A ‘Birthright’ for moms

With the Jewish Women’s Renaissance Project, thousands of mothers worldwide flock to Holy Land to discover Jewish roots and identities.

JEWISH WOMEN’S Renaissance Project participants at Masada (photo credit: PR)
JEWISH WOMEN’S Renaissance Project participants at Masada
(photo credit: PR)
When one thinks of loud and rambunctious crowds, there are many demographics that come to mind. College kids before a rock concert? Sure. Rowdy soccer fans before a game? Of course.
But none of them match 400 Jewish mothers from 18 countries welcoming motivational speaker Adrienne Gold, who brought down the (mom-filled) house.
“You are here to create a Renaissance of Jewish values for women. And each and every one of you are officially ambassadors, and if you know one more thing than you did before you came here then you have an obligation to teach,” Gold said, addressing the Jewish Women’s Renaissance Project’s (JWRP) latest delegation of women visiting Israel.
Hailing from a diverse list of countries such as United States, Canada, Hungary, Turkey, Guatemala and Russia, the current group – which arrived in Israel a week ago and is set to depart Tuesday – consists of 400 women of various levels of religious observance.
The rousing applause by the enamored crowd often interrupted the former stylist and reality-show host turned motivational speaker’s Friday morning talk on self-esteem and a woman’s image in the media.
Before JWRP was created, founder and director Lori Palatnik, of the Washington area, noticed a severe lack of Jewish education catering specifically to women during her speaking tours to Jewish communities worldwide.
“I saw more and more that a community lives and dies by where the women are at... they so needed women role models in these communities. I decided that we have to do something, and can’t just circle the wagon saving our own families and communities,” she said on Friday.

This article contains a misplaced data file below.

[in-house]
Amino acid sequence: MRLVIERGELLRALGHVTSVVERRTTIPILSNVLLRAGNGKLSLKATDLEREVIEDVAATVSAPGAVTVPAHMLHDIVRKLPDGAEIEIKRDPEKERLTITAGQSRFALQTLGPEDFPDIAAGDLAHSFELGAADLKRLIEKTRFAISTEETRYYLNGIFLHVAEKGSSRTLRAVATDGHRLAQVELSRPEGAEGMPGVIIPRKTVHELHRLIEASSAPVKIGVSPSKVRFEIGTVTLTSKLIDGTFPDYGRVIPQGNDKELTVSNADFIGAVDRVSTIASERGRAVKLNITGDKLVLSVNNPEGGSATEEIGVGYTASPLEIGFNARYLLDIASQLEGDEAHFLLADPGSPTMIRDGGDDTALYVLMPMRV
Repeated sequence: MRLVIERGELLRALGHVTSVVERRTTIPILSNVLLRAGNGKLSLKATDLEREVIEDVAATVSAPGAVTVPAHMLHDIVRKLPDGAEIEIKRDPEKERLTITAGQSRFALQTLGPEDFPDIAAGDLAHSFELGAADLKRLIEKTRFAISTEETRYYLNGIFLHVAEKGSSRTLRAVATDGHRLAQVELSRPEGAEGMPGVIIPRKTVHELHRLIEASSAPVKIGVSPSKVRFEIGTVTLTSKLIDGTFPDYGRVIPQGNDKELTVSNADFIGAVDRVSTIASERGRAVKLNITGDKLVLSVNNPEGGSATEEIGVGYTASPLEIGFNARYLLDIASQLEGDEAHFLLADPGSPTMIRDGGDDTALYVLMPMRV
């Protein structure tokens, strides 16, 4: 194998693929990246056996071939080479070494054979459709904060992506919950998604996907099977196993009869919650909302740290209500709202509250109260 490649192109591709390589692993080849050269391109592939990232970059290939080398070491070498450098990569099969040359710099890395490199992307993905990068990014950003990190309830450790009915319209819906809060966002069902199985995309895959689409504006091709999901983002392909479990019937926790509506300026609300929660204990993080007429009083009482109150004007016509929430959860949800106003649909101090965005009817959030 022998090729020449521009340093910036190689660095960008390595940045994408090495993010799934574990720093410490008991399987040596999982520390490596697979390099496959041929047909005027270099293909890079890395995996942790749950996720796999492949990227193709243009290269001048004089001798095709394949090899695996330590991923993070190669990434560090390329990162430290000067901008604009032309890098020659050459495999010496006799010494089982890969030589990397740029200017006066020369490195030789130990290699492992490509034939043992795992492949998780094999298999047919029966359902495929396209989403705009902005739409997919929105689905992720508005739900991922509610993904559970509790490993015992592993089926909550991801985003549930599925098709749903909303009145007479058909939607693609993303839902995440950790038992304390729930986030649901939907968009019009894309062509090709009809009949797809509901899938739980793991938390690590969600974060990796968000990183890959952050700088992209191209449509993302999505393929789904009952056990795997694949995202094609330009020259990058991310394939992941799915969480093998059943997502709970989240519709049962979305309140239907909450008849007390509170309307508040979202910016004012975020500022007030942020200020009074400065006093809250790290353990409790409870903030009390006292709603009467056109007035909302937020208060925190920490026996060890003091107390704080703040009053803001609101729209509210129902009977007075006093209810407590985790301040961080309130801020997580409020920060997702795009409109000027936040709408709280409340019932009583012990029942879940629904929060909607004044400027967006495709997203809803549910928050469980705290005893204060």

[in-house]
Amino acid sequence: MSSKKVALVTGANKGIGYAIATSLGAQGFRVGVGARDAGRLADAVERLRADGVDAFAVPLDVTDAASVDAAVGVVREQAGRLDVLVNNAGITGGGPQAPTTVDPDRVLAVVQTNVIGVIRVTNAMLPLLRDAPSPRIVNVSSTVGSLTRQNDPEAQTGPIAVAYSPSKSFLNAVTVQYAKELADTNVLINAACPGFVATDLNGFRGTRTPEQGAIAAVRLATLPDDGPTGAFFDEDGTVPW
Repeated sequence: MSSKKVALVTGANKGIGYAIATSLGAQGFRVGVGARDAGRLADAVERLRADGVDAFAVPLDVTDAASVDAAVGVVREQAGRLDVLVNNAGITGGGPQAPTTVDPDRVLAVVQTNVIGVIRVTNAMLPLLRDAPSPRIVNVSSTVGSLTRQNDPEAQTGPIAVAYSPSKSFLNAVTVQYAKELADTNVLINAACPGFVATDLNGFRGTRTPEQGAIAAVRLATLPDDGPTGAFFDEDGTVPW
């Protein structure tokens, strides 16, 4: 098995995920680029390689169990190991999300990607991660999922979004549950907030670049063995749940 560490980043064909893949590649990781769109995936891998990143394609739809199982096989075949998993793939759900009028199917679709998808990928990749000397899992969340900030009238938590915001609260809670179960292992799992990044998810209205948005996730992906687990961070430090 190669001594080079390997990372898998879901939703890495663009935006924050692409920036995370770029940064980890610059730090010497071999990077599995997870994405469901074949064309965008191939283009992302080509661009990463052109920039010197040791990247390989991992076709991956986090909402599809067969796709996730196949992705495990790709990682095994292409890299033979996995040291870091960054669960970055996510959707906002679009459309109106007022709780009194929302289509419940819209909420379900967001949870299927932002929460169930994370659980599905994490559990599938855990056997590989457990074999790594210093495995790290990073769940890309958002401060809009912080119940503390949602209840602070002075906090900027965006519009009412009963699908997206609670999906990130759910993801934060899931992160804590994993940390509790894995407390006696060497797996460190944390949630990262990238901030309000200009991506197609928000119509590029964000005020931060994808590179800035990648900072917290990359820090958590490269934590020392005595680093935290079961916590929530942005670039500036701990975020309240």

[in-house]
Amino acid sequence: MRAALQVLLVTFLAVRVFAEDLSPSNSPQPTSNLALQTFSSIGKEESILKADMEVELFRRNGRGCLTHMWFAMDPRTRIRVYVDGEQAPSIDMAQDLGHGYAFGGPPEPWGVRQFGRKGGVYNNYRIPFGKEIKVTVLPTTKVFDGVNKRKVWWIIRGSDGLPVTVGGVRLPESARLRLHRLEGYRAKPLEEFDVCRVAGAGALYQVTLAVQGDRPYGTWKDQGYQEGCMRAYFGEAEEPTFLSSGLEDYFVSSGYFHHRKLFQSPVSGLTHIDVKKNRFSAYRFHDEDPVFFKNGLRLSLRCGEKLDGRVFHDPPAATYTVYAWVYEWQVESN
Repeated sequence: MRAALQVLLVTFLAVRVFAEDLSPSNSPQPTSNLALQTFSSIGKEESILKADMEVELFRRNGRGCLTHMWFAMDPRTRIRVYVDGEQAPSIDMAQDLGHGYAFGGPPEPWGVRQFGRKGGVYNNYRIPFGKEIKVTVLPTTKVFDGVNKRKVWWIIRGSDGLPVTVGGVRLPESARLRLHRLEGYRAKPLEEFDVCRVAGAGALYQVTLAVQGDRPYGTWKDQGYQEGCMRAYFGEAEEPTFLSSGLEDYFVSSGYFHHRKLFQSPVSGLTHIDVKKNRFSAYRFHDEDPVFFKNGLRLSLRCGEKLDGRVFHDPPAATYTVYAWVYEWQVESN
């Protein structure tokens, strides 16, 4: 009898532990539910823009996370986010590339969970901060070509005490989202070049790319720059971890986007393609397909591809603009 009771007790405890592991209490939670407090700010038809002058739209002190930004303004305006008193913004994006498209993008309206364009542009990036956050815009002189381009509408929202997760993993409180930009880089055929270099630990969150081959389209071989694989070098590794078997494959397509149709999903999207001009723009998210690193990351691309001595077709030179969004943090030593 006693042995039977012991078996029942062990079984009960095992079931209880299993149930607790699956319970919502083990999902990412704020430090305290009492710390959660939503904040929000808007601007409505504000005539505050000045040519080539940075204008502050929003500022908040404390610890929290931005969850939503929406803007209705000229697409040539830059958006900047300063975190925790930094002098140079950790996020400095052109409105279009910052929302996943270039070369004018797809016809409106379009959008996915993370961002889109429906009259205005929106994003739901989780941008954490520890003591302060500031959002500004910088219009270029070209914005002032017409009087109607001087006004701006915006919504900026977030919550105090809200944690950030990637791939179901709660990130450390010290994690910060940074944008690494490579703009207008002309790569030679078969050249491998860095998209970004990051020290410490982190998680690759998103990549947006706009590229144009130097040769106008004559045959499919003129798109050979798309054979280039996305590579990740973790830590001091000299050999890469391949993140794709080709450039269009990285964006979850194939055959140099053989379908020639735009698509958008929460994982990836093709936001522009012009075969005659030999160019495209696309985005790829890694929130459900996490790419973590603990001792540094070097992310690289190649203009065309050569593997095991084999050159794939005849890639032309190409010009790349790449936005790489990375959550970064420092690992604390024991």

Cultivating her connections in the Washington area and marketing skills as a former advertising executive, Palatnik enlisted seven other women to help brainstorm fund-raising efforts to get JWRP under way.
Six years later, JWRP has brought a total of 4,500 women from 19 countries to Israel. Today, it partners with 113 Jewish organizations and federations, including Israel’s Jerusalem and Diaspora Affairs Ministry, and enjoys an annual budget of $5.5 million.
“[JWRP] has proven itself to be an excellent immersive experience program, which has brought over 4,000 women to Israel. The Jerusalem and Diaspora Affairs Ministry will continue to support JWRP and other programs that bring together Jews from around the world and expose them to their rich heritage, traditions and ties to the Jewish homeland,” said Jerusalem and Diaspora Affairs Ministry director- general Dvir Kahana.
“I tell people I’m still in advertising, I just have a better product now,” Palatnik joked when asked about her formula for the organization’s success.
These 8-day trips – a “Birthright” for mothers of sorts – are officially called “Momentum,” and serve to “inspire, educate and empower” the Jewish mother. Besides listening to speakers like Gold, their itinerary includes touring Safed, climbing Masada, visiting the Dead Sea, Yad Vashem and, of course, the Western Wall.